Thursday

October 4, 2012

By Rosanne Prinsen, MSc

Alberta Centre for Active Living

Note: where possible, we provide the DOI link to research papers in the Info Round-Up.  To use it, cut and paste the DOI into the text box on this webpage: http://dx.doi.org/.  Access to research articles will be dependent on your institutional rights.

The Information Round-Up will return October 19th, 2012.   

ACTIVE TRANSPORTATION 
International Journal of Behavioral Nutrition and Physical Activity 2012, 9:109 doi:10.1186/1479-5868-9-109
Twenty-six commuters participated. Participants were motivated by convenience, speed, cost and reliability when selecting modes of travel for commuting. Physical activity was not a primary motivation, but incidental increases in physical activity were described and valued in association with active commuting……Emphasizing and improving the relative convenience, cost, speed and reliability of active commuting may be a more promising approach to promoting its uptake than emphasizing the health benefits, at least around the time of relocation.

Environment International Vol 49, 15 Nov 2012, Pages 100–109
► We assess the health impacts of replacing car trips by bicycle or public transport. ► Replacement of the car trips reduces mortality in travellers who shift the mode. ► Replacement of the car trips also reduces mortality in residents of urban areas. ► Replacement of car trips can reduce the emissions of CO2.

The Compendium provides a rationale for designing streets that work for people by over viewing strategic and policy imperatives, summarizing learnings from successful national and international redesign cases….

Med Sci Sports Exerc. 2012 Sep 10. [Epub ahead of print]
New physical activity guidelines recommend that children aged 3 to 4 years should accumulate at least 180 min of physical activity at any intensity spread throughout the day, including progression toward at least 60 min of energetic play by 5 years of age. Step count targets corresponding to these recommendations will help practitioners and researchers monitor physical activity.

CHILDREN 
PHE Canada is excited to announce the launch of the Active Living Active School (ALAS) initiative.  ALAS is designed to assist after school program administrators in delivering high quality programs to participants. The ALAS initiative includes a How-to Guide and an equipment Activity Kit to help administrators in support of their programs.

A new campaign from ParticipACTION.

Research commissioned by NHS Health Scotland has been developed to explore what motivates people to be regularly physically active in order to identify how best to communicate the guidelines set out in Start Active, Stay Active, in ways that will resonate with the public.

This youth-led program, Fuel Up to Play 60, has wide reach across the United States, with a reported 11 million actively involved students.  It is a collaboration of the National Dairy Council, National Football League, and U.S. Department of Agriculture, and is focused on empowering youth to take control of their health and learn to make choices about eating healthy and being physically active.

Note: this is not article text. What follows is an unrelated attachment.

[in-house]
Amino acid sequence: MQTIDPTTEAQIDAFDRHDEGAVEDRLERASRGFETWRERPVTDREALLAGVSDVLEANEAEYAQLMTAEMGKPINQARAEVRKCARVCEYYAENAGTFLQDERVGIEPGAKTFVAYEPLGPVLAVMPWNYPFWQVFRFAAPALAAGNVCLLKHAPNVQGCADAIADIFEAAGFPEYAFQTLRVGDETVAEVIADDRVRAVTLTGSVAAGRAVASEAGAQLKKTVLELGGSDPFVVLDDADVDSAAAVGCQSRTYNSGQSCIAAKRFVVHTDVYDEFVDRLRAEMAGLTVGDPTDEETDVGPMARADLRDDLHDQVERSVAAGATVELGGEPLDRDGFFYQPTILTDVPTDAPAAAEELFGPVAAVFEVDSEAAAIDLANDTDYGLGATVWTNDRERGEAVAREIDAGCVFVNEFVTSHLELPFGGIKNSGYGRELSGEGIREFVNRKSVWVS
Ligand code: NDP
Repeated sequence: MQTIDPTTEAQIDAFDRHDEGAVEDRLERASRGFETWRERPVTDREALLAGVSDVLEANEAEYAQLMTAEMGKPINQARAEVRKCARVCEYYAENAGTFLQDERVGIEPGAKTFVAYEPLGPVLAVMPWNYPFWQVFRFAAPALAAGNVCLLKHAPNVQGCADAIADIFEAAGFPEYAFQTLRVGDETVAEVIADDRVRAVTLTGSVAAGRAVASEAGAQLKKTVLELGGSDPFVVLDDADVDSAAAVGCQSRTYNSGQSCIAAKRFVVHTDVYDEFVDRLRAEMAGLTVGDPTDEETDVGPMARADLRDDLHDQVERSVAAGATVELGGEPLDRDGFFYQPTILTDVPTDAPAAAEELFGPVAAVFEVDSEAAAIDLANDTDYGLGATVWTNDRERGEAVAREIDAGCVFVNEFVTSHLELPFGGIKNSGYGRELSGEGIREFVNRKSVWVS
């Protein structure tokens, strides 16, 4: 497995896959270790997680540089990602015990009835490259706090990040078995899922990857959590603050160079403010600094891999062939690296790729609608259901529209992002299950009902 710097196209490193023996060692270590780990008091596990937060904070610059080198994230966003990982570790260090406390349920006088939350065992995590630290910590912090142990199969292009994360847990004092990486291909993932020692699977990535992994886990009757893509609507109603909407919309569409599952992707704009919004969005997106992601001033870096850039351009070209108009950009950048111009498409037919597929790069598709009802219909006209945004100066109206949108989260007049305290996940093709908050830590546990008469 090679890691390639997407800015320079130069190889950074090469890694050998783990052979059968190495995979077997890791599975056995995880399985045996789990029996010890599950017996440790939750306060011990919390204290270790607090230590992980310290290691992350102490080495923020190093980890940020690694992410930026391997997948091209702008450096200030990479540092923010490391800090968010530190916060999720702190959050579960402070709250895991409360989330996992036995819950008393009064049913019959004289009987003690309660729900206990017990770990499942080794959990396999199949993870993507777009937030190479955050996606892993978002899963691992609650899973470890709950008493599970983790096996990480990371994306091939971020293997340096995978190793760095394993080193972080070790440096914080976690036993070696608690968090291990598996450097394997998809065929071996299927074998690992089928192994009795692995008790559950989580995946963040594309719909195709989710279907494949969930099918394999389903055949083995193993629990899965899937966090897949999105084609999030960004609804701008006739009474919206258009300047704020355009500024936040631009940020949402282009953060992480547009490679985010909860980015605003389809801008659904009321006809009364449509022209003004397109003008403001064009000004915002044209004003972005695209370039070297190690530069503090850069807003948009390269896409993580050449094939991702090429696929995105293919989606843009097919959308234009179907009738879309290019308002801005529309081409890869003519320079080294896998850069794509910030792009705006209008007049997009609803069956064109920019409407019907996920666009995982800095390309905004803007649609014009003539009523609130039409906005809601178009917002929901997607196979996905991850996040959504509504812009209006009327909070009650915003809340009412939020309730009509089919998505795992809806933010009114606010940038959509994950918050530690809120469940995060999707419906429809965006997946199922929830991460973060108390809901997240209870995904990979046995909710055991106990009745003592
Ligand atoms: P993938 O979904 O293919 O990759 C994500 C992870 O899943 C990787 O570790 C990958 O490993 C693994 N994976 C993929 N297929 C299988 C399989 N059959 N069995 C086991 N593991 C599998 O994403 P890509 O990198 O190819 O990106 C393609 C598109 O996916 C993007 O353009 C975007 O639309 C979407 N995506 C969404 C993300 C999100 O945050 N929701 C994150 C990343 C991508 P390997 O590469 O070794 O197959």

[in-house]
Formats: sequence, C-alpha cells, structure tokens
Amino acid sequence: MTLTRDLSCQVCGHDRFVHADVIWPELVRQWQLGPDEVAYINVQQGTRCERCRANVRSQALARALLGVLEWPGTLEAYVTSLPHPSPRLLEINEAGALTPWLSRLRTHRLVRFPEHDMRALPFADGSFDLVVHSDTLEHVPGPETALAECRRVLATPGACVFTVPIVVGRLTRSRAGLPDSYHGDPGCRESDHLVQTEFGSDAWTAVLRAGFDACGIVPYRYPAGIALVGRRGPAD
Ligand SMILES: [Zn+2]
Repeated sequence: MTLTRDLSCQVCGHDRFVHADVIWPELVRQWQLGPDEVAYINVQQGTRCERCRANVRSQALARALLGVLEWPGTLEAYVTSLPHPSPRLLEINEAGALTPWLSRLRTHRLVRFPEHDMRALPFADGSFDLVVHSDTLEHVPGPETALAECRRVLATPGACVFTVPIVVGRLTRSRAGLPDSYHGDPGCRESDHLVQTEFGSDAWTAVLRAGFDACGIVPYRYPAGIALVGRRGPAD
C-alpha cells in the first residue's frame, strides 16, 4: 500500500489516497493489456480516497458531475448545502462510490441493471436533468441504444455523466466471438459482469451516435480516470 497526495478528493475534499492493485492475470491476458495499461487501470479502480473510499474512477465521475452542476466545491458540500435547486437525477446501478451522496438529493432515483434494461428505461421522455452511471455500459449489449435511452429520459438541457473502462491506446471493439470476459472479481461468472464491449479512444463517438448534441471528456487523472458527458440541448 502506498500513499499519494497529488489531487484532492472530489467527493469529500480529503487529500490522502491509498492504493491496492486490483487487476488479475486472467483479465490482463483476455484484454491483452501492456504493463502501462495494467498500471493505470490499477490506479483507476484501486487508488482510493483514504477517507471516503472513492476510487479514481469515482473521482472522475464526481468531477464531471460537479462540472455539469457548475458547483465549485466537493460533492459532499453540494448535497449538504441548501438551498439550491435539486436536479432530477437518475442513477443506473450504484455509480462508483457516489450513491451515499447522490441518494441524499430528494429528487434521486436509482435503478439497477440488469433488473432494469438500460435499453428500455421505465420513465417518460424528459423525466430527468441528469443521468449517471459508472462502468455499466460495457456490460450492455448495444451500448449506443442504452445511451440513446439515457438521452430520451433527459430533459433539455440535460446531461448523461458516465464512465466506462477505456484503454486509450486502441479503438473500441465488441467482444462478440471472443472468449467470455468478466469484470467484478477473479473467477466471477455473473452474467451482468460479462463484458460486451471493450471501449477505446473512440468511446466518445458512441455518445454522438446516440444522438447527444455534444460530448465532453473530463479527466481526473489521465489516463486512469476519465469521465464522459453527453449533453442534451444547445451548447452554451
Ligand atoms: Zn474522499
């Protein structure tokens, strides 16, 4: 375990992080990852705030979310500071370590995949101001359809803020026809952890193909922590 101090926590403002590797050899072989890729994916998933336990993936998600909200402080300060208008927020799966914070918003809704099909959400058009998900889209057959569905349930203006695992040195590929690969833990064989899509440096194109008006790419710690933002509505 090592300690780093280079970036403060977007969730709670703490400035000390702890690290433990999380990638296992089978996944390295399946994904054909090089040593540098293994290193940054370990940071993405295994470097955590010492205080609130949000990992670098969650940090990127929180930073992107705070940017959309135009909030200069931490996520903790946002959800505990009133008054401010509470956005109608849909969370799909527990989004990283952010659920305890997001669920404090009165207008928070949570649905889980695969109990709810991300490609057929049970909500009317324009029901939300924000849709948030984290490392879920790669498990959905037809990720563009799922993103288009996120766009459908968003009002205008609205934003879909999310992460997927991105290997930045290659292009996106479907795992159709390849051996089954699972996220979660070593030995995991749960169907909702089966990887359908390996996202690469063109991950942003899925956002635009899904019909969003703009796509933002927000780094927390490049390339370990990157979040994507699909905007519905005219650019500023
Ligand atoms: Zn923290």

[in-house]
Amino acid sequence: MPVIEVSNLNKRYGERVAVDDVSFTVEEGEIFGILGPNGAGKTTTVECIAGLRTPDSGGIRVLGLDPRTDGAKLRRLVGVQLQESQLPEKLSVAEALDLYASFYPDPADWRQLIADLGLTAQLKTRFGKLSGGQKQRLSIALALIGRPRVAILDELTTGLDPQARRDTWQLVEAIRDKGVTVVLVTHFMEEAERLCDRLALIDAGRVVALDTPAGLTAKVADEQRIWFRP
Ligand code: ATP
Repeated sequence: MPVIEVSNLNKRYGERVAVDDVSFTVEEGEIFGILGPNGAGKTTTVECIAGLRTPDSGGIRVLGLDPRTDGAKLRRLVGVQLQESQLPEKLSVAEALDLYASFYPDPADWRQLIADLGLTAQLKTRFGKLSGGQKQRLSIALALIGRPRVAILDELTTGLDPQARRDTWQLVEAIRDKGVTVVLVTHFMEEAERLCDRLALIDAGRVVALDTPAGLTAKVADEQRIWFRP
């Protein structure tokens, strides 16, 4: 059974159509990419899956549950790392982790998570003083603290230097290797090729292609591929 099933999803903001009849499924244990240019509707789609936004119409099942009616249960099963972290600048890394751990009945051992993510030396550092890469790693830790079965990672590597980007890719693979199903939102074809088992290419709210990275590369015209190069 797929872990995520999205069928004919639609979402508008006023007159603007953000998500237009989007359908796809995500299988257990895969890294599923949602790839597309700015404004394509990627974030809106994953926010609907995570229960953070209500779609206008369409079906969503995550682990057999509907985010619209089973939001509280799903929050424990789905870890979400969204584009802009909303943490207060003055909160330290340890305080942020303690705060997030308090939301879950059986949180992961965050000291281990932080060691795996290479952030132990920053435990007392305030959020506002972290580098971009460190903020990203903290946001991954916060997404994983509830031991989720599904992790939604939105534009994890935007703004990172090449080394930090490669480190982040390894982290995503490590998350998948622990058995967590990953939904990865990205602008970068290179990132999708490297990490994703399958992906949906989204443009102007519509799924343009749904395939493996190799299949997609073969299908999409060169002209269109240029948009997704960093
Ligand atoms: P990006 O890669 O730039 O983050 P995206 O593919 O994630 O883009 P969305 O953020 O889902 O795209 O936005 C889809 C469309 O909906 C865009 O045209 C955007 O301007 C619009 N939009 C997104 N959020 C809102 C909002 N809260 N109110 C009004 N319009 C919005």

Play Scotland has launched this Toolkit and supporting documents, which local authorities and communities can use to develop a local and strategic commitment to play. This will help to remove barriers and encourage and support children to play outdoors.

Federal Health Minister Leona Aglukkaq announced an investment today for a project to promote healthy living and healthy weights among Canadian children, youth and their families.  With this project, the Government is advancing public health by partnering with the private sector to achieve the common goal of healthier Canadians.

International Journal of Nursing Studies In Press, Corrected Proof
This paper shows that:
·         daily physical activity can be increased in male and female students who participate in culturally appropriate school-based interventions
·         school-based interventions can also increase daily physical education class attendance in male and female students.
·         school-based interventions can decrease body composition (e.g., body mass index z-scores) and this decrease can be sustained over a 1 year period for female students.

With the beginning of a new school year, the CDC’s Division of Community Health has launched a new campaign aimed at increasing youth physical activity using the slogan, “Burn to Learn”.  The campaign includes catchy infographics and quizzes about the effects of physical activity on academic performance.

The Young Foundation has published a new report looking at participation in sport and physical activity in England, focusing particularly on young people. The report looks at physical activity levels, the reasons why levels of participation are low and provides a four-point action plan to
get more people active.